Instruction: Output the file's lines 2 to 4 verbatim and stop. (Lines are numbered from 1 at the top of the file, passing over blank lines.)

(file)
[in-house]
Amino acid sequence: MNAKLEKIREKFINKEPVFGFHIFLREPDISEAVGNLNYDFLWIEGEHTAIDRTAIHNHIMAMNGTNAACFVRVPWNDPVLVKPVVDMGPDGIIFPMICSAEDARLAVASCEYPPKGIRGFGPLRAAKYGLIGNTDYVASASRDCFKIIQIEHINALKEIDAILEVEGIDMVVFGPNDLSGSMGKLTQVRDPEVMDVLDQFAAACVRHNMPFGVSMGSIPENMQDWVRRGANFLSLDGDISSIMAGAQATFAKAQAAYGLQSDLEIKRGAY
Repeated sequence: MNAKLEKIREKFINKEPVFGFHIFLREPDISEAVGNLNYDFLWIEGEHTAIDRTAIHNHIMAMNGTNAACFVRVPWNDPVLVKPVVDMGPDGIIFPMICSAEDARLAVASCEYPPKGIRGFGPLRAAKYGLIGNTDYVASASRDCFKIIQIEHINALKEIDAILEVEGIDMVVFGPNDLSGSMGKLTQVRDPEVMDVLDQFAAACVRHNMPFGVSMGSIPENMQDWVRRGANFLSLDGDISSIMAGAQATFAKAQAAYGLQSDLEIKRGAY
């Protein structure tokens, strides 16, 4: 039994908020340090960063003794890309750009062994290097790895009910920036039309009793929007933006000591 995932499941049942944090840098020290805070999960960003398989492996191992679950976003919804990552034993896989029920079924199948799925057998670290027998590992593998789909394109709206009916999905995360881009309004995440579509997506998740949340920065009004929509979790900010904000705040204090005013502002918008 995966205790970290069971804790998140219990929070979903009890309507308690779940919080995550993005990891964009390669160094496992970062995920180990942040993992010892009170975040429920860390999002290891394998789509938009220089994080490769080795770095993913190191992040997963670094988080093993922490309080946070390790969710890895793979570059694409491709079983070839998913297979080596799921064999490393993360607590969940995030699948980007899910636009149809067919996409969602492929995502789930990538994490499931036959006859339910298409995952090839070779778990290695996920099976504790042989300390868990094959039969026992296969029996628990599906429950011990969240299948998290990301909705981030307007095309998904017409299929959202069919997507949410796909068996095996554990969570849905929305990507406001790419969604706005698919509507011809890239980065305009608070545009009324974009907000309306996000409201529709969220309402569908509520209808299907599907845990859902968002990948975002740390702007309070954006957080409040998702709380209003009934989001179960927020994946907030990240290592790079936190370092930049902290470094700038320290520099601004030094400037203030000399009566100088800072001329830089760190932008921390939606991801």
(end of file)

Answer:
Amino acid sequence: MNAKLEKIREKFINKEPVFGFHIFLREPDISEAVGNLNYDFLWIEGEHTAIDRTAIHNHIMAMNGTNAACFVRVPWNDPVLVKPVVDMGPDGIIFPMICSAEDARLAVASCEYPPKGIRGFGPLRAAKYGLIGNTDYVASASRDCFKIIQIEHINALKEIDAILEVEGIDMVVFGPNDLSGSMGKLTQVRDPEVMDVLDQFAAACVRHNMPFGVSMGSIPENMQDWVRRGANFLSLDGDISSIMAGAQATFAKAQAAYGLQSDLEIKRGAY
Repeated sequence: MNAKLEKIREKFINKEPVFGFHIFLREPDISEAVGNLNYDFLWIEGEHTAIDRTAIHNHIMAMNGTNAACFVRVPWNDPVLVKPVVDMGPDGIIFPMICSAEDARLAVASCEYPPKGIRGFGPLRAAKYGLIGNTDYVASASRDCFKIIQIEHINALKEIDAILEVEGIDMVVFGPNDLSGSMGKLTQVRDPEVMDVLDQFAAACVRHNMPFGVSMGSIPENMQDWVRRGANFLSLDGDISSIMAGAQATFAKAQAAYGLQSDLEIKRGAY
């Protein structure tokens, strides 16, 4: 039994908020340090960063003794890309750009062994290097790895009910920036039309009793929007933006000591 995932499941049942944090840098020290805070999960960003398989492996191992679950976003919804990552034993896989029920079924199948799925057998670290027998590992593998789909394109709206009916999905995360881009309004995440579509997506998740949340920065009004929509979790900010904000705040204090005013502002918008 995966205790970290069971804790998140219990929070979903009890309507308690779940919080995550993005990891964009390669160094496992970062995920180990942040993992010892009170975040429920860390999002290891394998789509938009220089994080490769080795770095993913190191992040997963670094988080093993922490309080946070390790969710890895793979570059694409491709079983070839998913297979080596799921064999490393993360607590969940995030699948980007899910636009149809067919996409969602492929995502789930990538994490499931036959006859339910298409995952090839070779778990290695996920099976504790042989300390868990094959039969026992296969029996628990599906429950011990969240299948998290990301909705981030307007095309998904017409299929959202069919997507949410796909068996095996554990969570849905929305990507406001790419969604706005698919509507011809890239980065305009608070545009009324974009907000309306996000409201529709969220309402569908509520209808299907599907845990859902968002990948975002740390702007309070954006957080409040998702709380209003009934989001179960927020994946907030990240290592790079936190370092930049902290470094700038320290520099601004030094400037203030000399009566100088800072001329830089760190932008921390939606991801």